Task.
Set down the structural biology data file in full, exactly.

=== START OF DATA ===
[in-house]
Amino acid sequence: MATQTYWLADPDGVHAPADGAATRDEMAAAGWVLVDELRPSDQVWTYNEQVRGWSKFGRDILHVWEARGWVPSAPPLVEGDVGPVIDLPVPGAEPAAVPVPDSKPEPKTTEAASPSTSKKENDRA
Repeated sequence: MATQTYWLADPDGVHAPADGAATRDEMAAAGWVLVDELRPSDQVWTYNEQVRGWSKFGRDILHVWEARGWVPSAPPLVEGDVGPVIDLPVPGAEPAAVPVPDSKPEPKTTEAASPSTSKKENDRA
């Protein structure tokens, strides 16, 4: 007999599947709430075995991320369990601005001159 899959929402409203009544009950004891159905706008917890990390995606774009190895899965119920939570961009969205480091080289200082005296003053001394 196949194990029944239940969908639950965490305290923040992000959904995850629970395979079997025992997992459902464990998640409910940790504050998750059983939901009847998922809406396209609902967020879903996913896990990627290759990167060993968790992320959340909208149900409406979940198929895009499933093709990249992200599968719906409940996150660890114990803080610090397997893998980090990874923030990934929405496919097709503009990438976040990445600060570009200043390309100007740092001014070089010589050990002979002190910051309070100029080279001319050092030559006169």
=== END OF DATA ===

[in-house]
Amino acid sequence: MATQTYWLADPDGVHAPADGAATRDEMAAAGWVLVDELRPSDQVWTYNEQVRGWSKFGRDILHVWEARGWVPSAPPLVEGDVGPVIDLPVPGAEPAAVPVPDSKPEPKTTEAASPSTSKKENDRA
Repeated sequence: MATQTYWLADPDGVHAPADGAATRDEMAAAGWVLVDELRPSDQVWTYNEQVRGWSKFGRDILHVWEARGWVPSAPPLVEGDVGPVIDLPVPGAEPAAVPVPDSKPEPKTTEAASPSTSKKENDRA
């Protein structure tokens, strides 16, 4: 007999599947709430075995991320369990601005001159 899959929402409203009544009950004891159905706008917890990390995606774009190895899965119920939570961009969205480091080289200082005296003053001394 196949194990029944239940969908639950965490305290923040992000959904995850629970395979079997025992997992459902464990998640409910940790504050998750059983939901009847998922809406396209609902967020879903996913896990990627290759990167060993968790992320959340909208149900409406979940198929895009499933093709990249992200599968719906409940996150660890114990803080610090397997893998980090990874923030990934929405496919097709503009990438976040990445600060570009200043390309100007740092001014070089010589050990002979002190910051309070100029080279001319050092030559006169």